This is not to suggest that I possessed no skills whatsoever in the profession. Somehow my own inherent nervousness in the classroom seasoned my lessons with an honest excitement that cannot be duplicated by an 80-year old professor who recites his lessons with the same enthusiasm a twelve-year-old recites the Code of Conduct.
Moreover, it helped that my level of maturity synched well with the kids. My lessons on chemistry were peppered with references to alchemy, talks of wizardry, potion-making, philosopher’s stones, and turning lead into gold. I compared the strategies of the British army in the Revolutionary War to turn-based RPGs like Final Fantasy VI. Wanted posters in Assassin’s Creed formed a good foundation for ‘memory’ in the immune system: “The more posters around, the easier it is for white blood cells to find culprits.” Nearly every lesson on photons, force, and philosophy referenced films: “Back to the Future,” “Star Wars,” or Douglas Adams’ Hitchhiker’s Guide to the Galaxy. Continue reading
Honestly, I am a liar. This needs to be perfectly clear before we begin ere any misconceptions should occur. Throughout the last three years, many – if not all – of my tales, blog posts, have been . . . enhanced in some manner: names altered, timelines rearranged, conversations modified – by which I mean plucked from thin air. Mostly I do this in order to retain the humor or feelings of the situation which can never be recreated if I simply recite the events as they occurred. Continue reading
The dragon really has nothing to do with this post. But doesn’t it look awesome?
Last week presented me with a rather gratifying job opportunity at one of the nearby schools, teaching science and history to fifth and sixth graders.
This week finds me en route to a meeting with the school principal to discuss salary and my curriculum for the upcoming year, a prospect which — having drifted jobless in academia for the last four years — fills me with some apprehension. In the world of research, most scientists are lucky to get paid at all; even highly trained post-docs struggle with making rent and resort to scrounging the offices for free doughnuts.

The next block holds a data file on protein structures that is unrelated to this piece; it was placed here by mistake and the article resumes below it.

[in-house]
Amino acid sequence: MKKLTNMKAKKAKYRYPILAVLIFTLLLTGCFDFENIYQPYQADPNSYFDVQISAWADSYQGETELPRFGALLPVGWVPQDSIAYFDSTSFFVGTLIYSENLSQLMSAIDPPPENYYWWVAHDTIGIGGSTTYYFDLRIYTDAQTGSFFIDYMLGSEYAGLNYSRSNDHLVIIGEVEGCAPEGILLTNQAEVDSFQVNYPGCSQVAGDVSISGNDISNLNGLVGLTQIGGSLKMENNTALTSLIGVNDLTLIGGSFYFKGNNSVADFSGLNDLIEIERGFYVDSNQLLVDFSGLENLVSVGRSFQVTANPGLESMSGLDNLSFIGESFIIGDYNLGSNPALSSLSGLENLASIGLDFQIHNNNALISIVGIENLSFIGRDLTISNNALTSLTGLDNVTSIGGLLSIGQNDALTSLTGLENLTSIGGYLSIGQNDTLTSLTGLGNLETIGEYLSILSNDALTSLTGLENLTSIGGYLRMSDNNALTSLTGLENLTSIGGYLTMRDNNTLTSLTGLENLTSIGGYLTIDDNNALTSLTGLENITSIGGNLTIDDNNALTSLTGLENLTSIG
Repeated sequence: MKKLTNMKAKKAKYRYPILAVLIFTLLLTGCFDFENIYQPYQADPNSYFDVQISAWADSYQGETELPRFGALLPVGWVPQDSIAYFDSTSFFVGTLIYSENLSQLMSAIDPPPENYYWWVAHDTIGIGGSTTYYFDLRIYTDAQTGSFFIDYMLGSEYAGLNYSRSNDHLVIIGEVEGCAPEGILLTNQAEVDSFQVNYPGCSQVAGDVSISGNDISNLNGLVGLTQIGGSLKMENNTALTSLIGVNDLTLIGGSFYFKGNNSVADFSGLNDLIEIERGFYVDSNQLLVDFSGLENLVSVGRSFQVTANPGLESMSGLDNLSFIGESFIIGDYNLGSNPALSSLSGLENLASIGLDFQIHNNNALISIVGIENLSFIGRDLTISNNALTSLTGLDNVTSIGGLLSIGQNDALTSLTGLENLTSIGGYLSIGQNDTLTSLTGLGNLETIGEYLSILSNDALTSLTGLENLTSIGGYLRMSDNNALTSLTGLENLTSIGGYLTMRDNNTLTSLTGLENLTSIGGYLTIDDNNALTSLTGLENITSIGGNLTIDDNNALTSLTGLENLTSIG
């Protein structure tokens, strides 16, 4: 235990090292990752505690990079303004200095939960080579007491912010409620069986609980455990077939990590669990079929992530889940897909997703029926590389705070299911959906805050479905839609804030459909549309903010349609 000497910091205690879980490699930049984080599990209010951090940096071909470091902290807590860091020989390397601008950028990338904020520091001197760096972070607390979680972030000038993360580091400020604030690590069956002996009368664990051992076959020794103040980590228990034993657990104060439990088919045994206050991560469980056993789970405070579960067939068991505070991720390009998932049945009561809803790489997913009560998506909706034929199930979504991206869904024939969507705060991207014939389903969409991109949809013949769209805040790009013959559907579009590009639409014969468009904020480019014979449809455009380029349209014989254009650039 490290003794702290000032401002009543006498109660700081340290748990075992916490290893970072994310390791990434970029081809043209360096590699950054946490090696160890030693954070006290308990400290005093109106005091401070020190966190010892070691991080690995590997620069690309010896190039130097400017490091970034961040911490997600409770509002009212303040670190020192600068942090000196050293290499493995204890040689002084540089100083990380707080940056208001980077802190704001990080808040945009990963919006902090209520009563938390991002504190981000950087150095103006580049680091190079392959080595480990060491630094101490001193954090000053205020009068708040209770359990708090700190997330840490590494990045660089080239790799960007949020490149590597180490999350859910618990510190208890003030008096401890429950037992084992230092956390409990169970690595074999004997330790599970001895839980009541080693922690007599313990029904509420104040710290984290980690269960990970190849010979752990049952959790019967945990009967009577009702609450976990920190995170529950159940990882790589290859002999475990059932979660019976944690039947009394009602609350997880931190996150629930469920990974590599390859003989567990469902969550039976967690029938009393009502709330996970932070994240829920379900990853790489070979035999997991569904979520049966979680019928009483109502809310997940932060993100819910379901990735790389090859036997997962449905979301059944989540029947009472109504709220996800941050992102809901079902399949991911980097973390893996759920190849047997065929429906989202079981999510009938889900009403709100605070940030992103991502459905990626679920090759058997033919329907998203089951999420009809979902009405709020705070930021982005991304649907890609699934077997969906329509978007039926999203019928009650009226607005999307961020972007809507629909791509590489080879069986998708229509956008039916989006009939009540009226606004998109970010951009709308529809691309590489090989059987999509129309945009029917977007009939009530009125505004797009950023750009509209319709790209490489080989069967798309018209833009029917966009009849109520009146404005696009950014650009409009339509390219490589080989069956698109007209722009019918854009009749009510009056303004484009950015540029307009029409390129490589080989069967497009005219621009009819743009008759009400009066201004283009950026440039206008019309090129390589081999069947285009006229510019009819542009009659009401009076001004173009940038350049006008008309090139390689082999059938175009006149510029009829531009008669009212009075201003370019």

As a middle school educator, how much should I ask for? Do I even have a say? What’s fair? Luckily my family has offered a few helpful stratagems to ease me through the process: Continue reading
Whenever you are asked if you can do a job, tell ’em, ‘Certainly I can!’ Then get busy and find out how to do it. — Theodore Roosevelt
As a long-time patron of bookstores, I possess a passion for books, authors, and reading in general, and thus the ideal qualifications for this position and any other at your stores . . .
Crap. Another hour wasted writing cover letters to local bookstores. My recent attempts at schools and libraries have failed; desperation has driven me to scan ads for sales clerks or coffee barristas. Yet even these opportunities are not without their challenges in today’s economy. For example, Borders and Barnes & Nobel both require resume and cover letters, not to mention forms and questionnaires. Most employers require your life story before even considering hiring. And mine at the moment is not exactly a contender for the Pulitzer. Continue reading